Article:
Monday was grocery-getting day, and we all decided to go. Around 4:30 or so, we were in Sam’s Club, when Durin kind of whimpered and said, “I think I just swallowed a quarter.”
Seriously? Oh, my word, child!
Levi took him to the bathroom to try and see if he could throw up and push it out, since it felt to Durin like it was still in his throat. No luck. However, he couldn’t stop spitting, so I gave him my Sonic cup for the rest of the trip. I called a friend, and had her Google it for me, but she got conflicting information. I called the Nurse Advice line while waiting outside the library for Levi, and they gave me a lot of encouragement and reassurance, as well as signs to watch for that would tell us to call the doctor.
In the majority of cases, coins just pass through, and come out the other end in a day or two. No problem-o.
On the way home from the library, Durin finally threw up. I checked it for the quarter – no luck. Sigh.
We decided to wait and watch, and we put him to bed with a bowl to spit in. He threw up several times throughout the night, and woke up pretty miserable and in pain. He tried to down a piece of plain toast, but threw it right back up, sans quarter. That was the sign we were looking for. It had been more than 12 hours, and he hadn’t been able to move it either direction.
I called the doctor’s office, and they sent me to the ER immediately.
We arrived somewhere around 9am.
While Durin was being triaged, the nurse asked him why he swallowed the quarter. Durin said, and I quote: “Well, I had it in my hand while I was pushing the cart at Sam’s Club, and that was uncomfortable. So, I put it in my mouth instead.”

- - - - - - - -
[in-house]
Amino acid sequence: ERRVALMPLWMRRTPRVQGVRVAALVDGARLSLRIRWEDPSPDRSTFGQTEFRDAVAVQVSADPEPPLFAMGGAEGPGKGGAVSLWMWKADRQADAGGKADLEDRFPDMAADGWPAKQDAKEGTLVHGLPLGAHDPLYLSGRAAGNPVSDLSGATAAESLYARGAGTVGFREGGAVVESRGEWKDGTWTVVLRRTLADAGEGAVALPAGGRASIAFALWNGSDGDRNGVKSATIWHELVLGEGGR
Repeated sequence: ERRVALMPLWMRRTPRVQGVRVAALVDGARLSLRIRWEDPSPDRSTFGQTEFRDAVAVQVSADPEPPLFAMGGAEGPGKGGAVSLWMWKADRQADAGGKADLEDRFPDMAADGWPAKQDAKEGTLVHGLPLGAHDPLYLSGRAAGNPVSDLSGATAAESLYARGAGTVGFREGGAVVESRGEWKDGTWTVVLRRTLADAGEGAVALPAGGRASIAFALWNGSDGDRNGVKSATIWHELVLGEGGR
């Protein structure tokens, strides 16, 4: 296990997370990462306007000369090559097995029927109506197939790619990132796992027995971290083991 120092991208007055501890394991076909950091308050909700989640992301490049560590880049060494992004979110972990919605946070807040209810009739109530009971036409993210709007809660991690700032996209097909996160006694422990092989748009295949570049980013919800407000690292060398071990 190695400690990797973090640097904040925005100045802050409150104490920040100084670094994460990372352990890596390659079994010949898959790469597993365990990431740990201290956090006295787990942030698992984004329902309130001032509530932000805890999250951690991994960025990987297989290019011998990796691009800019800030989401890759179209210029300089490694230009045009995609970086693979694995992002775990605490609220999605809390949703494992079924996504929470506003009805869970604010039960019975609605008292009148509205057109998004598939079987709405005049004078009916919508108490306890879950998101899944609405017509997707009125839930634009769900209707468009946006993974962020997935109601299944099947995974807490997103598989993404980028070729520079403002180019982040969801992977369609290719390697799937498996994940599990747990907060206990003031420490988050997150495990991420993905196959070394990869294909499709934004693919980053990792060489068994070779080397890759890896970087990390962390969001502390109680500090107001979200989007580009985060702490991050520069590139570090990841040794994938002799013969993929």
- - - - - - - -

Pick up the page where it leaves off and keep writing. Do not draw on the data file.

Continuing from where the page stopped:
As opposed to a pocket?!
I laughed. I couldn’t help it. He gets his (lack of) logic from his mother.
While we waited, I encouraged small sips of water to keep him hydrated, but he threw those up within minutes, so I knew none of it was going down. He couldn’t even swallow spit. He was complaining that it hurt in his chest and back, too, and just was not himself. Though I knew it was not life-threatening, my heart hurt to see him so miserable. He was not himself.
He was given an x-ray somewhere around 10:30 or so, and got to see the picture. He thought that was pretty cool, of course. Who doesn’t like to see their own bones?At about 11:30, he was given an exam room in the pediatric emergency unit, where I told him to put on his best pouty face. The smiles he had attempted were too pained, so I tried to be a little goofy with him to keep him relaxed.
A few minutes later, a nurse came in to let us know what the plan was. They were going to see if some IV meds would help. Zofran, to try and ease the nausea. Then Glucagon via IV, and nitro glycerin sublingually to relax his esophagus in the hopes that it would encourage the quarter to move down and pass on its own.I explained what getting an IV would be like to Durin, and told him that I knew he could hold still, and breathe deeply to help feel better about it. I wish I had a video of the procedure – he was amazing! The nurse was great, and told him about each step, and gave a count of three for the needle. Durin breathed in, and exhaled while she poked. He gasped a little, but didn’t flinch, and didn’t cry. At all. He was such a brave little champ! I am so proud of him. The nurse told him he did better than most full-grown men who need an IV!